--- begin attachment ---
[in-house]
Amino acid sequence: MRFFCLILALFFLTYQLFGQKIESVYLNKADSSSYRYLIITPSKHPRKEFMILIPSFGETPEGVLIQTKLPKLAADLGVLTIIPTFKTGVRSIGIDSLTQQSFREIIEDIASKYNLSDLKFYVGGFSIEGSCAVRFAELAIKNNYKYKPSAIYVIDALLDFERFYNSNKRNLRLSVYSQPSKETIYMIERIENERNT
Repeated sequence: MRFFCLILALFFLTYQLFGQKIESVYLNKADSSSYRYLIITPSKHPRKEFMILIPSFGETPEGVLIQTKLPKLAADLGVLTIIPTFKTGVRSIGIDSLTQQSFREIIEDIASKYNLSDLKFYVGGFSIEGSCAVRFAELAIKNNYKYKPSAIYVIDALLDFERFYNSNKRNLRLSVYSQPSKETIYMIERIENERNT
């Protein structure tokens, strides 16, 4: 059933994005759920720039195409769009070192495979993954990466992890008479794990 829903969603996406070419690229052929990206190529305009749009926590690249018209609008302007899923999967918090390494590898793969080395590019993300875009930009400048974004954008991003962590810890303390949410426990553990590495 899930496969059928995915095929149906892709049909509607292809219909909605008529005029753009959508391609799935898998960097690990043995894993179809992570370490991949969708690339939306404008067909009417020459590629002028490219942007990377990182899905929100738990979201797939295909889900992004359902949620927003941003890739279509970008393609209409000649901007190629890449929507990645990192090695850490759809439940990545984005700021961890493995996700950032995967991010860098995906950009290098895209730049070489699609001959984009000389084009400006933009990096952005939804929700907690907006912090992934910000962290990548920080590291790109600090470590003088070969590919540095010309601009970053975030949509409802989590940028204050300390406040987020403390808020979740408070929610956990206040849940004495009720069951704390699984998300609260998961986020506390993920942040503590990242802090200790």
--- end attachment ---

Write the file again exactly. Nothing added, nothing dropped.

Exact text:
[in-house]
Amino acid sequence: MRFFCLILALFFLTYQLFGQKIESVYLNKADSSSYRYLIITPSKHPRKEFMILIPSFGETPEGVLIQTKLPKLAADLGVLTIIPTFKTGVRSIGIDSLTQQSFREIIEDIASKYNLSDLKFYVGGFSIEGSCAVRFAELAIKNNYKYKPSAIYVIDALLDFERFYNSNKRNLRLSVYSQPSKETIYMIERIENERNT
Repeated sequence: MRFFCLILALFFLTYQLFGQKIESVYLNKADSSSYRYLIITPSKHPRKEFMILIPSFGETPEGVLIQTKLPKLAADLGVLTIIPTFKTGVRSIGIDSLTQQSFREIIEDIASKYNLSDLKFYVGGFSIEGSCAVRFAELAIKNNYKYKPSAIYVIDALLDFERFYNSNKRNLRLSVYSQPSKETIYMIERIENERNT
């Protein structure tokens, strides 16, 4: 059933994005759920720039195409769009070192495979993954990466992890008479794990 829903969603996406070419690229052929990206190529305009749009926590690249018209609008302007899923999967918090390494590898793969080395590019993300875009930009400048974004954008991003962590810890303390949410426990553990590495 899930496969059928995915095929149906892709049909509607292809219909909605008529005029753009959508391609799935898998960097690990043995894993179809992570370490991949969708690339939306404008067909009417020459590629002028490219942007990377990182899905929100738990979201797939295909889900992004359902949620927003941003890739279509970008393609209409000649901007190629890449929507990645990192090695850490759809439940990545984005700021961890493995996700950032995967991010860098995906950009290098895209730049070489699609001959984009000389084009400006933009990096952005939804929700907690907006912090992934910000962290990548920080590291790109600090470590003088070969590919540095010309601009970053975030949509409802989590940028204050300390406040987020403390808020979740408070929610956990206040849940004495009720069951704390699984998300609260998961986020506390993920942040503590990242802090200790």